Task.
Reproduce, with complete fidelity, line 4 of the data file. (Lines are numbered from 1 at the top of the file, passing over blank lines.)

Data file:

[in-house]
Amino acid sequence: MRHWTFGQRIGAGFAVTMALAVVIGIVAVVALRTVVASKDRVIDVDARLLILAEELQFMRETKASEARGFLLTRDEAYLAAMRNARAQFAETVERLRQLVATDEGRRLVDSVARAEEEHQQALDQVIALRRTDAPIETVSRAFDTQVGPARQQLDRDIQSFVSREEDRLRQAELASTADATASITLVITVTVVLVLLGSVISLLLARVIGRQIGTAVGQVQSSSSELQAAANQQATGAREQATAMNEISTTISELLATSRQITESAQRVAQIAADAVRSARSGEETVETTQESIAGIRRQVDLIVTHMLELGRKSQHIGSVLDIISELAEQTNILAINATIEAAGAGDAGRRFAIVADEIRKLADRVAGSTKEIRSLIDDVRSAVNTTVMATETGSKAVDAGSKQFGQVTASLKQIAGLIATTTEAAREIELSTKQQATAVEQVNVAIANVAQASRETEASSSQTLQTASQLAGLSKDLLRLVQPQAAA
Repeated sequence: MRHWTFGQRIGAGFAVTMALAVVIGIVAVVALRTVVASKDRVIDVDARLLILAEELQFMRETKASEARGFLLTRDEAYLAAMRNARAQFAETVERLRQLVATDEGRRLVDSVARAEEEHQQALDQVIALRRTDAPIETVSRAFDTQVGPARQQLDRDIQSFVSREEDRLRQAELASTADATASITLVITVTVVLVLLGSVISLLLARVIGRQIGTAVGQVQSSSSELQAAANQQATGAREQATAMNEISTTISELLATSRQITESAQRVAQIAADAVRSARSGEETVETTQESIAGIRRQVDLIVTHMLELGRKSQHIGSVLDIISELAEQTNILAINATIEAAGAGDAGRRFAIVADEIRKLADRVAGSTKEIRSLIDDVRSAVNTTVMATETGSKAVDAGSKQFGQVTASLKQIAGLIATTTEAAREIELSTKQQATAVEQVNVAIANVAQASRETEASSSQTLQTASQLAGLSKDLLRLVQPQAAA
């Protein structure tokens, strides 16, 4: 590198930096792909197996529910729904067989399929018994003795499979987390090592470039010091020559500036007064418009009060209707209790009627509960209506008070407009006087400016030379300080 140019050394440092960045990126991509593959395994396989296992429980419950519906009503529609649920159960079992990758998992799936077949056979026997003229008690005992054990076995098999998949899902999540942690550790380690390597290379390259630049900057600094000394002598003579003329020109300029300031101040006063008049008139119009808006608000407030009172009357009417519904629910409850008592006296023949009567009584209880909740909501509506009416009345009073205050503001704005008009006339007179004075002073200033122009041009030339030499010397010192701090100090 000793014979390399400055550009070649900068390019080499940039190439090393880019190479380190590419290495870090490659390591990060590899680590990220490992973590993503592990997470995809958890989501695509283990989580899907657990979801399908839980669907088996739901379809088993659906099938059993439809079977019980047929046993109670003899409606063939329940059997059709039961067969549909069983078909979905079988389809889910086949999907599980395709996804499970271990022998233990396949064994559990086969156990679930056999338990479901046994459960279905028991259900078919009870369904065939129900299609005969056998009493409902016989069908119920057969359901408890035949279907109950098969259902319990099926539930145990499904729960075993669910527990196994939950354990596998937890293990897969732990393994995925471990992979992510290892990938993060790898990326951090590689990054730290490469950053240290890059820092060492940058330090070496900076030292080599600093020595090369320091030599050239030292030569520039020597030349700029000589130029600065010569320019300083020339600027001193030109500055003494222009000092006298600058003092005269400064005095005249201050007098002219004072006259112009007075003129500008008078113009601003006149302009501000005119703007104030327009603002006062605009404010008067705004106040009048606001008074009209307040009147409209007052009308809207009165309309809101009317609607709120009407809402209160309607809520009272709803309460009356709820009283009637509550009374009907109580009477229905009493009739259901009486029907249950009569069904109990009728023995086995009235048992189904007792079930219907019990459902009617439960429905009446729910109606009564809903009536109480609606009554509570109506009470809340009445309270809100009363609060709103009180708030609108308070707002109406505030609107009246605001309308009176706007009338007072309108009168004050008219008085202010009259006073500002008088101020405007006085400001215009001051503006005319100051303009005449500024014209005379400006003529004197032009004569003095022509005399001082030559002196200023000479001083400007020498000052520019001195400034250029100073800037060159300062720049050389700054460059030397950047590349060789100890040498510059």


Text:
């Protein structure tokens, strides 16, 4: 590198930096792909197996529910729904067989399929018994003795499979987390090592470039010091020559500036007064418009009060209707209790009627509960209506008070407009006087400016030379300080 140019050394440092960045990126991509593959395994396989296992429980419950519906009503529609649920159960079992990758998992799936077949056979026997003229008690005992054990076995098999998949899902999540942690550790380690390597290379390259630049900057600094000394002598003579003329020109300029300031101040006063008049008139119009808006608000407030009172009357009417519904629910409850008592006296023949009567009584209880909740909501509506009416009345009073205050503001704005008009006339007179004075002073200033122009041009030339030499010397010192701090100090 000793014979390399400055550009070649900068390019080499940039190439090393880019190479380190590419290495870090490659390591990060590899680590990220490992973590993503592990997470995809958890989501695509283990989580899907657990979801399908839980669907088996739901379809088993659906099938059993439809079977019980047929046993109670003899409606063939329940059997059709039961067969549909069983078909979905079988389809889910086949999907599980395709996804499970271990022998233990396949064994559990086969156990679930056999338990479901046994459960279905028991259900078919009870369904065939129900299609005969056998009493409902016989069908119920057969359901408890035949279907109950098969259902319990099926539930145990499904729960075993669910527990196994939950354990596998937890293990897969732990393994995925471990992979992510290892990938993060790898990326951090590689990054730290490469950053240290890059820092060492940058330090070496900076030292080599600093020595090369320091030599050239030292030569520039020597030349700029000589130029600065010569320019300083020339600027001193030109500055003494222009000092006298600058003092005269400064005095005249201050007098002219004072006259112009007075003129500008008078113009601003006149302009501000005119703007104030327009603002006062605009404010008067705004106040009048606001008074009209307040009147409209007052009308809207009165309309809101009317609607709120009407809402209160309607809520009272709803309460009356709820009283009637509550009374009907109580009477229905009493009739259901009486029907249950009569069904109990009728023995086995009235048992189904007792079930219907019990459902009617439960429905009446729910109606009564809903009536109480609606009554509570109506009470809340009445309270809100009363609060709103009180708030609108308070707002109406505030609107009246605001309308009176706007009338007072309108009168004050008219008085202010009259006073500002008088101020405007006085400001215009001051503006005319100051303009005449500024014209005379400006003529004197032009004569003095022509005399001082030559002196200023000479001083400007020498000052520019001195400034250029100073800037060159300062720049050389700054460059030397950047590349060789100890040498510059």